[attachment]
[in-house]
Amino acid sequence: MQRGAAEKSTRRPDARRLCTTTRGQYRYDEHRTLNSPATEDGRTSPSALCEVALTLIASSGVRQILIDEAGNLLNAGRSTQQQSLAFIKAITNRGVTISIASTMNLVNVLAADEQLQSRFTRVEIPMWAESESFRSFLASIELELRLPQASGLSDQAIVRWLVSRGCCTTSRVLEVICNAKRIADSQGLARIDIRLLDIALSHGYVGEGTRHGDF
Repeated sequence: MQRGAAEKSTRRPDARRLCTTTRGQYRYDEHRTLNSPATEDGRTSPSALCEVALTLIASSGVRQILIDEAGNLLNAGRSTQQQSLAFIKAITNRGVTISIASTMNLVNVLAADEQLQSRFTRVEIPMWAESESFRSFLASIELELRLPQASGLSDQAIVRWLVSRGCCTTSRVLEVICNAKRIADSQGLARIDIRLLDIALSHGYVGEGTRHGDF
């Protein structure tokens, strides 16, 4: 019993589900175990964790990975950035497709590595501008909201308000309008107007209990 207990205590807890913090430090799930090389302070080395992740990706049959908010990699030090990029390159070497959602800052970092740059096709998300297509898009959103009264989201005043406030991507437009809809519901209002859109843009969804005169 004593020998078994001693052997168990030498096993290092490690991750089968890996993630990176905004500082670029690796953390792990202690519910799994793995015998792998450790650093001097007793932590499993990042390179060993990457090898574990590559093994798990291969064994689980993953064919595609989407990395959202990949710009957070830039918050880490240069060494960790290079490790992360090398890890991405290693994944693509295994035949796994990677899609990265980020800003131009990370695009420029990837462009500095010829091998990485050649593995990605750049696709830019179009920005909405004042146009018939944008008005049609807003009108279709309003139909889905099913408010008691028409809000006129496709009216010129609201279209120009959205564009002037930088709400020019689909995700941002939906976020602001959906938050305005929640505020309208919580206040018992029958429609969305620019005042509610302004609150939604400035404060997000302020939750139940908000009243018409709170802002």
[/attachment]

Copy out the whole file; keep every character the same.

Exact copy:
[in-house]
Amino acid sequence: MQRGAAEKSTRRPDARRLCTTTRGQYRYDEHRTLNSPATEDGRTSPSALCEVALTLIASSGVRQILIDEAGNLLNAGRSTQQQSLAFIKAITNRGVTISIASTMNLVNVLAADEQLQSRFTRVEIPMWAESESFRSFLASIELELRLPQASGLSDQAIVRWLVSRGCCTTSRVLEVICNAKRIADSQGLARIDIRLLDIALSHGYVGEGTRHGDF
Repeated sequence: MQRGAAEKSTRRPDARRLCTTTRGQYRYDEHRTLNSPATEDGRTSPSALCEVALTLIASSGVRQILIDEAGNLLNAGRSTQQQSLAFIKAITNRGVTISIASTMNLVNVLAADEQLQSRFTRVEIPMWAESESFRSFLASIELELRLPQASGLSDQAIVRWLVSRGCCTTSRVLEVICNAKRIADSQGLARIDIRLLDIALSHGYVGEGTRHGDF
């Protein structure tokens, strides 16, 4: 019993589900175990964790990975950035497709590595501008909201308000309008107007209990 207990205590807890913090430090799930090389302070080395992740990706049959908010990699030090990029390159070497959602800052970092740059096709998300297509898009959103009264989201005043406030991507437009809809519901209002859109843009969804005169 004593020998078994001693052997168990030498096993290092490690991750089968890996993630990176905004500082670029690796953390792990202690519910799994793995015998792998450790650093001097007793932590499993990042390179060993990457090898574990590559093994798990291969064994689980993953064919595609989407990395959202990949710009957070830039918050880490240069060494960790290079490790992360090398890890991405290693994944693509295994035949796994990677899609990265980020800003131009990370695009420029990837462009500095010829091998990485050649593995990605750049696709830019179009920005909405004042146009018939944008008005049609807003009108279709309003139909889905099913408010008691028409809000006129496709009216010129609201279209120009959205564009002037930088709400020019689909995700941002939906976020602001959906938050305005929640505020309208919580206040018992029958429609969305620019005042509610302004609150939604400035404060997000302020939750139940908000009243018409709170802002």